9.1 Names and Structures for Halogenated Compounds

Elements in Group 17 are named the Halogens. These elements are well known for their ability to gain electrons and form anions in ionic compounds. But halogens also readily engage in covalent bonding. They form diatomic molecules as elements, such as chlorine gas (Cl2) and solid iodine (I2). They also commonly engage in covalent bonding with carbon. When they do, the resulting substances are classified as halogenated organic substances, also known as alkyl halides.

Halogenated organic substances are not common in biological system, though they do exist. Iodine, for example, is an important part of the thyroid hormone molecules including thyroxine. Our dietary need for small amounts of iodine are due to the need our body has to make these hormones. The iodine comes from either iodated salt, or from exposure to iodine near salt water.


Organic structure with structure contaning iodine, molecular formula C15H11I4NO4.
Structure of levothyroxine (T4), one of two similar compounds used for treatment of hypothyroidism.

Halogenated hydrocarbons are useful in many industrial and consumer applications, so they are frequently synthesized. The halogenated alkene with the common name

Picture of plastic material surrounding a window.
PVC is used frequently in construction, including the frame of this window.

vinyl chloride (chloroethene) is the monomer that is used to produce polyvinyl chloride, or PVC plastic. PVC is abundant in the built environment, where it is used commonly for pipes such as sewers, for structural elements such as window frames in homes, and in carpets and flooring materials. PVC is also the base material for vinyl siding.

Pharmaceuticals also frequently are halogenated organic compounds. Examples include the anti-anxiety drug Diazepam, which contains chlorine, and the antidepressant Fluoxetine, which contains fluorine. Pesticides and herbicides are also frequently organic molecules that contain halogen atoms.

Naming halogenated alkanes

Consider this structure:

A chain of 7 carbons with a methyl group at carbon 2 and a bromine attached to carbon 5.

This halogenated alkane has a parent chain that is seven carbons long, so it will be named as a derivative of heptane. The halogen, bromine, might be assigned a location of 3, or a location of 5 if numbering from the opposite end of the chain. There is also a methyl group as a substituent on the chain. In this case IUPAC guides us to assign locations to give bromine the lowest possible number. So bromine is at position 3, the methyl group is at position 6, and the name is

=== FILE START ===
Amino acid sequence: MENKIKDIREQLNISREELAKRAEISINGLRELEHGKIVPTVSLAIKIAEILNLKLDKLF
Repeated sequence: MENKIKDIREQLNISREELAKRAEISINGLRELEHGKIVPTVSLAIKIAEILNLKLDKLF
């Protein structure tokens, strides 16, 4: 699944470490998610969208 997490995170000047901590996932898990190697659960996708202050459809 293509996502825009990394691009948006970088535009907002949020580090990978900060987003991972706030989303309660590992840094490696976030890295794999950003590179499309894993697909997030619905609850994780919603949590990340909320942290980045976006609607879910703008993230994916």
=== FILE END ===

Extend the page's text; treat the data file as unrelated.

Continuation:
Note that carbon 3 is surrounded by four different groups. This means that the carbon at that position can come in two alternative forms (R or S configured). Two stereoisomers of the substance, which are enantiomers, are possible. The structure below shows the S isomer:

3-bromo-5-methylheptane is shown with 3D structure around chiral carbon. Carbon 3 is attached to Bromine (top priority), a 5-carbon group (2nd priority), a 2-carbon group (3rd priority) and a Hydrogen (4th priority). The carbon groups are shown bonded to carbon 3 by regular lines, the 2-carbon unit from the left and 5 carbon unit to the right. The Bromine is positioned downward, slightly right, bonded with a solid wedge, the hydrogen is shown bonded downward, slightly left and bonded by a dashed wedge.

The numbers (in blue) indicate the priority of each of the four groups surrounding the chiral carbon. Using this system one can determine this is the specific stereoisomer designated as S. The mirror image of this compound, R-3-bromo-6-methylheptane, will have very similar properties to this substance but will be noticeably different in the way it behaves in chiral systems: it will rotate plane-polarized light in the opposite direction from the S isomer, and it would have different effects in biological systems.

The name of this isomer is thus complete when the R or S designation is included: this is (S)-3-bromo-6-methylheptane.

Can you draw the enantiomer of this substance?



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